Bill Memos

S.2412-B, DeFrancisco / A.5285-A, Perry: In relation to establishing the Commission on Prosecutorial Conduct

Memorandum of Support

The above-referenced legislation would establish the Commission on Prosecutorial Conduct. This Commission would be modeled after the State Commission on Judicial Conduct and would establish acceptable standards and reasonable accountability for prosecutors as they carry out their duties and responsibilities.

The New York State Catholic Conference supports the establishment of the State Commission on Prosecutorial Conduct, and strongly urges enactment of this legislation. More

S.17-A, Hoylman / A.6959-A, Paulin: In relation to gestational surrogacy agreements or “collaborative reproduction”

Memorandum of Opposition

The above-referenced bill would undo New York’s longstanding prohibition of compensated surrogate parenting contracts. It would thereby encourage the buying and selling of children and the outsourcing of motherhood. The New York State Catholic Conference opposes this bill.

Currently, New York Domestic Relations Law declares surrogacy contracts contrary to public policy, void, and unenforceable. Vendors who assist in arranging such contracts are liable for up to a civil penalty of $10,000 and forfeiture of the fee received in brokering the contract; a second violation constitutes a felony.

Importantly, this policy was signed into law in 1992 by then-Governor Mario M. Cuomo, at the unanimous recommendation of the NYS Task Force on Life and the Law, with bipartisan legislative support and endorsements from advocacy organizations as disparate as the National Organization of Women and the State Catholic Conference. More

S.1070, Rivera / A.2705, Gottfried: In relation to establishing a sex education grant program

Memorandum of Opposition

The above-referenced legislation would establish a new dedicated funding stream for comprehensive contraceptive sex education programs for all age levels in New York State.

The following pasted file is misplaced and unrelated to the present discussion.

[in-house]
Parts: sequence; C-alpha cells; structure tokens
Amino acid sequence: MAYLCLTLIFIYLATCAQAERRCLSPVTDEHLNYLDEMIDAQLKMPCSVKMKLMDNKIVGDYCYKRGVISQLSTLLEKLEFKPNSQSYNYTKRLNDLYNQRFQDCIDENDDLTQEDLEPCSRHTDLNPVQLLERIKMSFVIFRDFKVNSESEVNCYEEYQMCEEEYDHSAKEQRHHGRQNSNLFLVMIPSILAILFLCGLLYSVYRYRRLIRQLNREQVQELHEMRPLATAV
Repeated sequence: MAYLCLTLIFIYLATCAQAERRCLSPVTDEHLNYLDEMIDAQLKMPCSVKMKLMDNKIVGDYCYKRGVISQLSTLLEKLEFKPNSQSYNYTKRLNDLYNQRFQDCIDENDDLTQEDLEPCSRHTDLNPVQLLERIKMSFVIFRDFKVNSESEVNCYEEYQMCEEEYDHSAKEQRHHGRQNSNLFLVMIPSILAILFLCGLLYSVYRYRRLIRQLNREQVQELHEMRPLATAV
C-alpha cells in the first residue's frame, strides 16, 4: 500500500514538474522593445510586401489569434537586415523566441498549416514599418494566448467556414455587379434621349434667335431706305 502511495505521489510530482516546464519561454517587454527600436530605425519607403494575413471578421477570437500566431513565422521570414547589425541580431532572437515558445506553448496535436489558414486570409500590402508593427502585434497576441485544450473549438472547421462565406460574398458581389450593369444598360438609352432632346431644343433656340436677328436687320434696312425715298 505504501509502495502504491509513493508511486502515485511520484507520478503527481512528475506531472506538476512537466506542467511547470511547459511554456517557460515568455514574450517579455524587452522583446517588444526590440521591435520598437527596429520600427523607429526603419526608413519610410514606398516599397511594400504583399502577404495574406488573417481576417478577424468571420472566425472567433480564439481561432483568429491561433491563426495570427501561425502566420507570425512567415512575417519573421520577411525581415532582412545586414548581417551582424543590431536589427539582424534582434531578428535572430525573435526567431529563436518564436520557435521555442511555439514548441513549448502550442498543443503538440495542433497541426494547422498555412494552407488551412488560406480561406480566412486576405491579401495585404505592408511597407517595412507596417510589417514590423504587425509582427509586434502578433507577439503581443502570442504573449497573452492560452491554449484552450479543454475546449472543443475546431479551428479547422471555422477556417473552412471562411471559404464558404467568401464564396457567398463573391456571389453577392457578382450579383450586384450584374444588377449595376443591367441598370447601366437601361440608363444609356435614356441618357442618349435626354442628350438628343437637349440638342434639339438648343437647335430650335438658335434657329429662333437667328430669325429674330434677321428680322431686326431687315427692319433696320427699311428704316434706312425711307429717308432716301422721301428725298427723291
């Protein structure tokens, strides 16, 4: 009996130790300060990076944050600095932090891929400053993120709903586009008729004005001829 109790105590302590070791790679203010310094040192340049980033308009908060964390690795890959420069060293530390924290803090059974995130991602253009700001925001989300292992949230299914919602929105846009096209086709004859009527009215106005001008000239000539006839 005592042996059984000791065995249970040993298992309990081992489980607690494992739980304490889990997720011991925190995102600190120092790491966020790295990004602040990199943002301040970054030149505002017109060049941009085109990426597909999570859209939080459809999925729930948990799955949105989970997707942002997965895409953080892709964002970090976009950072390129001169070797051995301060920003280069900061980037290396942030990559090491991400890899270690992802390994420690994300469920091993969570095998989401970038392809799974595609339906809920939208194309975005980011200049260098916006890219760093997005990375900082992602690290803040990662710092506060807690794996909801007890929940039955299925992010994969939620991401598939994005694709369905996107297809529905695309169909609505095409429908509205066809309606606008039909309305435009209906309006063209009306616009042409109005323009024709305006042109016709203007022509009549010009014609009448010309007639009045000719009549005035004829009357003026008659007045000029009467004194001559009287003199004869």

The New York State Catholic Conference opposes this bill.

This legislation would create a new funding mechanism to direct taxpayer dollars toward select organizations such as Planned Parenthood to ensure “comprehensive” sex education programs, promoting all contraceptive methods at undefined “age appropriate” grade levels. These programs would be in schools and other settings. More

S.159, Rivera / A.3693, Glick: In relation to additional state aid for Planned Parenthood clinics

Memorandum of Opposition

This bill seeks to make Planned Parenthood clinics in New York State eligible to receive funding from the Hospital Bad Debt and Charity Care Pool, which was established in 1983 to underwrite a portion of hospital losses associated with uncompensated care to the indigent and uninsured. The New York State Catholic Conference opposes this legislation and urges that it be defeated.

The recently enacted 2017-2018 state budget contains more than $20 million in state funding for “family planning services,” the vast majority of which will be appropriated to Planned Parenthood clinics. Additional state taxpayer funds flow to these clinics for “adolescent pregnancy prevention programs,” “health and sexuality-related programs,” sexually transmitted disease testing, and more. In addition to these line items, Planned Parenthood clinics enjoy expanded Medicaid eligibility for their clients, and, if adopted, newly proposed Department of Financial Services regulations will mandate cost-free insurance coverage for contraceptives and abortions. We respectfully suggest that additional moneys to this provider are not warranted. More

S.4063, Lanza / A.4296, Colton: In relation to teacher tax deduction for school supplies

Memorandum of Support

The above-referenced bill provides a personal income tax deduction up to $500 a year for school supplies paid for out of-pocket by elementary and secondary school teachers, principals and other personnel in public and non-public schools.

The New York State Catholic Conference supports this legislation. More

S.4016, Marcellino / A.1039, Nolan: In relation to continuing education requirements for certain individuals employed by nonpublic schools

Memorandum of Support

The New York State Coalition of Independent and Religious Schools SUPPORTS this legislation.

This measure seeks to ensure that continuing education requirements apply to all holders of professional certificates in the classroom teaching service, holders of level III teaching assistant certificates, and holders of profession certificates in the educational leadership or service regardless of whether they are employed by a school district, BOCES or nonpublic school. More